'Prostration -- inability to proceed with any task to its completion. Constant restlessness and apparent ever-present fear i.e. of an acute attack of pain. Thinking is confused and speech jerky -- often trys to say one thing but comes up with something else.'
The diagnosis was 'Arachnoiditis of cervical Spinal Cord plus a post concussional syndrome.' The doctor indicated that claimant was unimproved and commented that 'the nature of the patient's trouble tends to be progressive.'
No argument is needed to demonstrate that this report does not support the hearing examiner's conclusions, despite the remark at the end of the report by the doctor that 'Laboratory and Clinical tests are all negative. X-ray shows only moderate arthritis.'
The final item of medical evidence is Exhibit 13, a report by Samuel C. Gomory, M.D. While this report is undated, it was apparently made after July, 1958, since it refers in the past tense to an event which occurred in July, 1958.
We find no basis in this report for the conclusion that the claimant is not permanently or indefinitely disabled from pursuing substantial gainful activity. Dr. Gomory's diagnosis is: 'Post concussional syndrome, manifested by mild depression, anxiety, severe pain, dependency on narcotic and cancerophobia.' The doctor concludes:
'Patient is ambitious and he is hopeful and sincere. Compazine and Marsilid medication might bring him out of his depressed anxiety state and might counteract the desire for narcotics. New x-ray examination of the vertebrae might convince him that he has no metastasis of his old cancer.'
If we accept Dr. Gomory's prognosis, we must conclude that claimant might be cured of some of his ills -- which is not to say that he will.
We see no point to reiterating the testimony given at the hearing by claimant and his wife. We are satisfied that there is nothing therein which alone, or in combination with one or more of the items of medical evidence, constitutes substantial evidence of claimant's ability to engage in any substantial gainful activity.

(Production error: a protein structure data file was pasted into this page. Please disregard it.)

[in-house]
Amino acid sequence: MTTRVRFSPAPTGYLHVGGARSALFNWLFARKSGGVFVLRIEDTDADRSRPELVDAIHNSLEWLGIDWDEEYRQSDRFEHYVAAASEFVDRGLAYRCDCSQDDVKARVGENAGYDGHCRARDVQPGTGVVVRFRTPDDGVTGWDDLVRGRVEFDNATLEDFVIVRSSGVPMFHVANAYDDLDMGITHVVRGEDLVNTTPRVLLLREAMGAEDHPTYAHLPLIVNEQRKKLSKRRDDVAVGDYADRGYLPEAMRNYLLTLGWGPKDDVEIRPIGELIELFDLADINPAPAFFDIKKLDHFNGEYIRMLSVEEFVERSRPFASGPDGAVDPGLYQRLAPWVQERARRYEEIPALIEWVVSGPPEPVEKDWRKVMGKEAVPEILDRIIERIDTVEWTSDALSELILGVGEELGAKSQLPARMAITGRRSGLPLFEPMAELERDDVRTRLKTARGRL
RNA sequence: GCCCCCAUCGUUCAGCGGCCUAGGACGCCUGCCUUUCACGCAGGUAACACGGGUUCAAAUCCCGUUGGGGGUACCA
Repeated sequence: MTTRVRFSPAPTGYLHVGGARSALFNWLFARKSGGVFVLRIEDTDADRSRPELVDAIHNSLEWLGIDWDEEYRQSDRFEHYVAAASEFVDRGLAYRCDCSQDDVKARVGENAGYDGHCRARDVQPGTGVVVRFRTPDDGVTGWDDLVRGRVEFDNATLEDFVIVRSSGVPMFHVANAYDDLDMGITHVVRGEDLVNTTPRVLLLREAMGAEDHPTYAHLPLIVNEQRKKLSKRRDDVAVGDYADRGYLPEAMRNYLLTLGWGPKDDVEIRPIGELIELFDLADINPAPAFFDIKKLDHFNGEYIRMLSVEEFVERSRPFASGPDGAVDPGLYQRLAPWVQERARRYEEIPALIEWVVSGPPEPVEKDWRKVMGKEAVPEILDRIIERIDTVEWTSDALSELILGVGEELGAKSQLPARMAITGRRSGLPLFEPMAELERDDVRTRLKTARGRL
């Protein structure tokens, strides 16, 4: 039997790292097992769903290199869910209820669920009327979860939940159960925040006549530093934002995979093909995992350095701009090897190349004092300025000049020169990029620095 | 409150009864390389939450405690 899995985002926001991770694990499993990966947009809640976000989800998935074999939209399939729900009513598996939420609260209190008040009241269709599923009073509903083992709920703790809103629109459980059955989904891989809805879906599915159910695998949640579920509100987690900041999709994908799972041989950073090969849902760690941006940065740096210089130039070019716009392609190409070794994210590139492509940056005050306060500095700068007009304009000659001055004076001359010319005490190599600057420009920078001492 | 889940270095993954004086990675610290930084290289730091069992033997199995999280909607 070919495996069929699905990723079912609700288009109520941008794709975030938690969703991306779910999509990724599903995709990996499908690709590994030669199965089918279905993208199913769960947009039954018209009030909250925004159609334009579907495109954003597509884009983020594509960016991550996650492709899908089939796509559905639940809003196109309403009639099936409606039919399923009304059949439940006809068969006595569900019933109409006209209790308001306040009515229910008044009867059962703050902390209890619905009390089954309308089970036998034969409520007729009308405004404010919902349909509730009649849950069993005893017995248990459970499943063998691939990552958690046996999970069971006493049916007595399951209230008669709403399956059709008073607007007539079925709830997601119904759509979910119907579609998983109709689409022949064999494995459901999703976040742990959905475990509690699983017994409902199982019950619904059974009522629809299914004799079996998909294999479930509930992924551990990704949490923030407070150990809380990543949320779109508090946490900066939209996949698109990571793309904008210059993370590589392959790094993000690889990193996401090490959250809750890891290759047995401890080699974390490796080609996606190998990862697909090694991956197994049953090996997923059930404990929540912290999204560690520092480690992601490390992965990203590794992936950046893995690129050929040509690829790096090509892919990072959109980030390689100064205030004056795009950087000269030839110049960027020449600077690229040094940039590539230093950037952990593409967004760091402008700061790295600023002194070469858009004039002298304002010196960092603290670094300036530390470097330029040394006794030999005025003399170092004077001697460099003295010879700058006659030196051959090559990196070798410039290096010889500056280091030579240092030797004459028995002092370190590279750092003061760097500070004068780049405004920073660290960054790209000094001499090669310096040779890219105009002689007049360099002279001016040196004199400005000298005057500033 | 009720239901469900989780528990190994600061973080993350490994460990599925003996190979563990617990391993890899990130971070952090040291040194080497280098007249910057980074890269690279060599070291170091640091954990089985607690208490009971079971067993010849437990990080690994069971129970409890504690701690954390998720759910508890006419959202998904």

In summary, we believe that since the expert opinion of Dr. Ingram as to claimant's disability was not controverted by substantial evidence to the contrary, the hearing examiner's adverse decision on the ultimate fact should be set aside.
As was said by the Court in Teeter v. Flemming, 7 Cir., 1959, 270 F.2d 871, 874:
'The expert opinion of Dr. Morris as to disability and inability to engage in any substantial, gainful employment, was admissible evidence for consideration by the referee and not, in itself, binding on him. But as it was not controverted by substantial evidence to the contrary, the referee's adverse decision on the ultimate fact was properly set aside. Hill v. Fleming, D.C.Pa.1958, 169 F.Supp. 240, 245.'
In Braun v. Ribicoff, 3 Cir., 1961, 292 F.2d 354, 357, the Court stated:
'In Boyd v. Folsom, 3 Cir., 1958, 257 F.2d 778, we defined the scope of the review to be applied to the Secretary's decisions by United States district courts. We said, id., at page 781, that ultimate facts must be reached by a process of legal reasoning based on the legal significance to be afforded primary evidentiary facts and that therefore ultimate findings of fact by the Secretary were reviewable, citing Goldman v. Folsom, 3 Cir., 1957, 246 F.2d 776, 779. We also stated that, 'Our judicial duty * * * is to satisfy ourselves that the agency determination has warrant in the record, viewing that record as a whole, and a reasonable basis in law. Universal Camera Corp. v. National Labor Relations Board, 1951, 340 U.S. 474, 490, 71 S. Ct. 456, 95 L. Ed. 456."
We find in the case at bar, as the Court did in the Braun case, supra, that '* * * the primary evidentiary facts do not support the ultimate finding of fact that (Wilson) can engage in substantial gainful employment.'
An appropriate order will be entered denying defendant's motion for summary judgment, reversing the decision of the Secretary, and remanding the case with directions to grant the claimant a period of disability and disability benefits as of January 1, 1956, the date established by the previously-cited report of Dr. Ingram as marking the onset of claimant's total and permanent disability.